At the same time, he was making scores of drawings in his notebooks on a variety of other subjects , principally on architecture, human anatomy, and the anatomy of the horse. The many drawings of horses and riders are probably connected with a projected book on the anatomy of the horse, while others were made for the monument to Lodovico Sforza’s father on which he spent sixteen years, but which never got beyond the clay model of the horse. This was destroyed early in the sixteenth century and the figure of Sforza himself was never even begun.The other great work of this period is, of course, the Last Supper in the refectory of the monastery of Sta Maria delle Grazie –one of the most famous pictures in the world, though now hardly more than a noble ruin.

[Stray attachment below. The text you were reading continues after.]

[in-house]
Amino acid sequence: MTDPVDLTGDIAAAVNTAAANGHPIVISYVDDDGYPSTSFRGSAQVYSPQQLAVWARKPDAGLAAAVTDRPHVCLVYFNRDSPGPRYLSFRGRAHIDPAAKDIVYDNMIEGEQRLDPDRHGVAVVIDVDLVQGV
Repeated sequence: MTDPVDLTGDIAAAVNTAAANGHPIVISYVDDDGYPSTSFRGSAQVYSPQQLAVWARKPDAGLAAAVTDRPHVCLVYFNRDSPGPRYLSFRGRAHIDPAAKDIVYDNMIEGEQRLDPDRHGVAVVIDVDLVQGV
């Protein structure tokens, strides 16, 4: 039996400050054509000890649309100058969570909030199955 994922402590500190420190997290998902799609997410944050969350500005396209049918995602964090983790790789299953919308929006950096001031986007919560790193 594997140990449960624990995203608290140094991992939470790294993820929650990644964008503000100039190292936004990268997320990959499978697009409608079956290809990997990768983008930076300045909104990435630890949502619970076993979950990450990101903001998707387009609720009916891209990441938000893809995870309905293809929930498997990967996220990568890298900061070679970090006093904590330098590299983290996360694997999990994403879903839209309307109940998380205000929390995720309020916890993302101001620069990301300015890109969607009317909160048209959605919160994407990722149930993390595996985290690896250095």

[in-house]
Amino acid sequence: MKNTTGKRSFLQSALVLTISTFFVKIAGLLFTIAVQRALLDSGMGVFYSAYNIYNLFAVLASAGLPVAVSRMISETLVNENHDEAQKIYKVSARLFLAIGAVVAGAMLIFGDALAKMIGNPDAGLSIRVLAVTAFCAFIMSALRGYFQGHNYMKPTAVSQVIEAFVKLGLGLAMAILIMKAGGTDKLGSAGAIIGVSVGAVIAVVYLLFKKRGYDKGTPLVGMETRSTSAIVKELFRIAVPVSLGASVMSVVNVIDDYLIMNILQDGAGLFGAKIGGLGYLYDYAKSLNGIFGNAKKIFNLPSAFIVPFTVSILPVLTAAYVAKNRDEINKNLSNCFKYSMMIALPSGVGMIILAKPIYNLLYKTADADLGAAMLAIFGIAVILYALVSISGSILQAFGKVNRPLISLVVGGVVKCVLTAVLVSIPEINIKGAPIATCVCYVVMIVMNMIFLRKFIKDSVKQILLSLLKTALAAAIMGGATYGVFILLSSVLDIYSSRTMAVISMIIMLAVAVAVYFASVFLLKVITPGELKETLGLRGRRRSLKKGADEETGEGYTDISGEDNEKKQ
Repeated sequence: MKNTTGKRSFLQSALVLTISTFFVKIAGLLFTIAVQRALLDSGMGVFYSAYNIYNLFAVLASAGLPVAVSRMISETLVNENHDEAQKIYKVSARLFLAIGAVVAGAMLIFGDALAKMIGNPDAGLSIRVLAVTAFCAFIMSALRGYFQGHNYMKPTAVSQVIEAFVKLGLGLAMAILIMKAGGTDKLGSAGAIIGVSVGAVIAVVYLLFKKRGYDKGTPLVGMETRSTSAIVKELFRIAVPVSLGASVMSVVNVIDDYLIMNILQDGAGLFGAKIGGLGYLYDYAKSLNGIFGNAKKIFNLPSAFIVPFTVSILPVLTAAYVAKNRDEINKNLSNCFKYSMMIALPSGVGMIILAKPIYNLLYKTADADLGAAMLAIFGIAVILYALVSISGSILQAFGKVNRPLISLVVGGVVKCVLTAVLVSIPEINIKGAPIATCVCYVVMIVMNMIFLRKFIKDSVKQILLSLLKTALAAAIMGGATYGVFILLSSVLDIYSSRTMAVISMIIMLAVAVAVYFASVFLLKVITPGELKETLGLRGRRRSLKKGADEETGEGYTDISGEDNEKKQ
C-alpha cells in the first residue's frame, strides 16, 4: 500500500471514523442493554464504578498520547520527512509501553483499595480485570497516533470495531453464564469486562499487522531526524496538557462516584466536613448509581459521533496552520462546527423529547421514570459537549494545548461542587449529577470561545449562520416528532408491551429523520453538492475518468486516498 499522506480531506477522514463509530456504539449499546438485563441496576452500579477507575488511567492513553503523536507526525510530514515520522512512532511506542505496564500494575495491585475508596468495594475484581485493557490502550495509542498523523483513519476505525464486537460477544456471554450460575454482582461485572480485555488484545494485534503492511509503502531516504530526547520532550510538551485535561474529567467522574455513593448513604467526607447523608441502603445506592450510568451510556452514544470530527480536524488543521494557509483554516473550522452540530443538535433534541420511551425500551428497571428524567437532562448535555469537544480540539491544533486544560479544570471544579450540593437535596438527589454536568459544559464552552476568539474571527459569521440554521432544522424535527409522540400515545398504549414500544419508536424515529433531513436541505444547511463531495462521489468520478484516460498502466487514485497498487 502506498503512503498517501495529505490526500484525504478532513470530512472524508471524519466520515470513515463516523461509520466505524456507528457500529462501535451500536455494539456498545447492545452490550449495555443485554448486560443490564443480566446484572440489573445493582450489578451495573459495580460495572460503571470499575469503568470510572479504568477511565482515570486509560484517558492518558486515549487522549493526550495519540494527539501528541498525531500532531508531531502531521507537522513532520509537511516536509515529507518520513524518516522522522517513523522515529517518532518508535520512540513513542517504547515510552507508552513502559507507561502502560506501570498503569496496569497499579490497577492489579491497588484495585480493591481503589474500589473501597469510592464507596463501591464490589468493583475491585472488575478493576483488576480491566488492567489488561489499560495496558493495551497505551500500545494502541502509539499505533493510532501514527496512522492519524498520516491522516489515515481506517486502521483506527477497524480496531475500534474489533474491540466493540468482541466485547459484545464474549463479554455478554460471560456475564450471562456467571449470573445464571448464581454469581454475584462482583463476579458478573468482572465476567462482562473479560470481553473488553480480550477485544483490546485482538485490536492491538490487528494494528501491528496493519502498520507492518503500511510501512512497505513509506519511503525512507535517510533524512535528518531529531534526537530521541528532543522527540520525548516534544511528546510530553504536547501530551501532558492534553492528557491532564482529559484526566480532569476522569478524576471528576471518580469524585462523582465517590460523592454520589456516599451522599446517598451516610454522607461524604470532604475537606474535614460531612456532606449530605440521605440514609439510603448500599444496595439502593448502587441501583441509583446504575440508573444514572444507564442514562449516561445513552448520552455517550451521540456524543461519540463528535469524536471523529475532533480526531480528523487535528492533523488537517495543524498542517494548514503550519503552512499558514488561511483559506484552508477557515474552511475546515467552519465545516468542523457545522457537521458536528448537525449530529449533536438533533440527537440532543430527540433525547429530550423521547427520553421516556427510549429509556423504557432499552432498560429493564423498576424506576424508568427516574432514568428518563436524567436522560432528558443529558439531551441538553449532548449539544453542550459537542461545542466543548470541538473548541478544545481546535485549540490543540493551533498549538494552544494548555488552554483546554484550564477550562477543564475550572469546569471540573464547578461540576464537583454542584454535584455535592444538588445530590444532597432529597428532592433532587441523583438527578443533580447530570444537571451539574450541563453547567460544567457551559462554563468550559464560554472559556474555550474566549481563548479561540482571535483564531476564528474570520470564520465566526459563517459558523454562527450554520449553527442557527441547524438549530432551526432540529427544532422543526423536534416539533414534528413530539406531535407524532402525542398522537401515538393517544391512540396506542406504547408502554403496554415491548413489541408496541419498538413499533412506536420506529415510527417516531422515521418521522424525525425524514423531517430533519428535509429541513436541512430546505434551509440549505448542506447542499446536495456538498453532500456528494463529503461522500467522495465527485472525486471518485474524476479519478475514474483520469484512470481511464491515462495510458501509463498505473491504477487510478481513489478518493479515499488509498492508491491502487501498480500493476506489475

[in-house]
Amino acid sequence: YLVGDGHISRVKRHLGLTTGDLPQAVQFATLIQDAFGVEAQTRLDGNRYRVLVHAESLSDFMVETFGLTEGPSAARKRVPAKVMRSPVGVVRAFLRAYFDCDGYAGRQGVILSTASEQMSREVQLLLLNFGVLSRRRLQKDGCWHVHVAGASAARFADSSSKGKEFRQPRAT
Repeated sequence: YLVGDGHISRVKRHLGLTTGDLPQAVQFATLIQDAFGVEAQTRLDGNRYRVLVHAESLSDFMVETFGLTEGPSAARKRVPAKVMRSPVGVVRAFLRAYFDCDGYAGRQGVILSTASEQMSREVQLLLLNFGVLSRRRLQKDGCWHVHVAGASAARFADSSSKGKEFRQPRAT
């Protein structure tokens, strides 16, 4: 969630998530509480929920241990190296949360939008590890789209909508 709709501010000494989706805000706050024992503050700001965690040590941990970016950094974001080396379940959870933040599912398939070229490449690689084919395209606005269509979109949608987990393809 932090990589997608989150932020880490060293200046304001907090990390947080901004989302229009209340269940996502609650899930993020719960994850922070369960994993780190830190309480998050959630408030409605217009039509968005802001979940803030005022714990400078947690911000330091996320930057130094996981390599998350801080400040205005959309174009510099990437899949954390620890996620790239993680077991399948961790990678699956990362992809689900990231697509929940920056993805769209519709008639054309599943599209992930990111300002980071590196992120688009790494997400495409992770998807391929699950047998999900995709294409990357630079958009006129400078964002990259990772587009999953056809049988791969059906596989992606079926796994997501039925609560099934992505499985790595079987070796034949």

Leonardo is known to have been working on it in 1497, and it is the picture, which, perhaps more than any other, can be said to be the first painting of the High Renaissance. It is probably no coincidence that the monastery church was being completed at this very moment by Bramante in a style which was to evolve within a few years into the classical architecture of the High Renaissance. What is so important in the Last Supper is the way in which Leonardo went far beyond his predecessors in the attempt to render the inner drama of the precise moment at which Christ announced that one of His disciples would betray Him. If one looks at an earlier example, such as Castagno’s, or even an almost contemporary one such as Ghirlandaio’s, it is clear that the artist has simply disposed the Apostles on either side of the central figure, eleven of them with pious expressions and the twelfth, Judas, clearly singled out by the fact that he is on the opposite side of the table from all the others, and has a different expression.